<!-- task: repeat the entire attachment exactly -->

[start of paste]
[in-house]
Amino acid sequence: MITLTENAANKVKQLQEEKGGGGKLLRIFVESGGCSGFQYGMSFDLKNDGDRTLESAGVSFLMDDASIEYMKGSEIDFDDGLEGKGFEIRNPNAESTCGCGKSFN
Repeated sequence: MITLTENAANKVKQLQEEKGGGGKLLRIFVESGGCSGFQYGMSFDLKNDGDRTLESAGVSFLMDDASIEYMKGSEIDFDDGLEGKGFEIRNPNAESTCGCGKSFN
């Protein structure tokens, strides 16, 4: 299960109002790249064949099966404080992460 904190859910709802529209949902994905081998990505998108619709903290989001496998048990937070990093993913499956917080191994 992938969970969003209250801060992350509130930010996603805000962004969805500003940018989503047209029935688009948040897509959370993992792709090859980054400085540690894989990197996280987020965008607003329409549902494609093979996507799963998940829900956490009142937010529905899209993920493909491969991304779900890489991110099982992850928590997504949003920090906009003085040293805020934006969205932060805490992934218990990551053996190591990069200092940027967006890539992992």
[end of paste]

[in-house]
Amino acid sequence: MITLTENAANKVKQLQEEKGGGGKLLRIFVESGGCSGFQYGMSFDLKNDGDRTLESAGVSFLMDDASIEYMKGSEIDFDDGLEGKGFEIRNPNAESTCGCGKSFN
Repeated sequence: MITLTENAANKVKQLQEEKGGGGKLLRIFVESGGCSGFQYGMSFDLKNDGDRTLESAGVSFLMDDASIEYMKGSEIDFDDGLEGKGFEIRNPNAESTCGCGKSFN
């Protein structure tokens, strides 16, 4: 299960109002790249064949099966404080992460 904190859910709802529209949902994905081998990505998108619709903290989001496998048990937070990093993913499956917080191994 992938969970969003209250801060992350509130930010996603805000962004969805500003940018989503047209029935688009948040897509959370993992792709090859980054400085540690894989990197996280987020965008607003329409549902494609093979996507799963998940829900956490009142937010529905899209993920493909491969991304779900890489991110099982992850928590997504949003920090906009003085040293805020934006969205932060805490992934218990990551053996190591990069200092940027967006890539992992």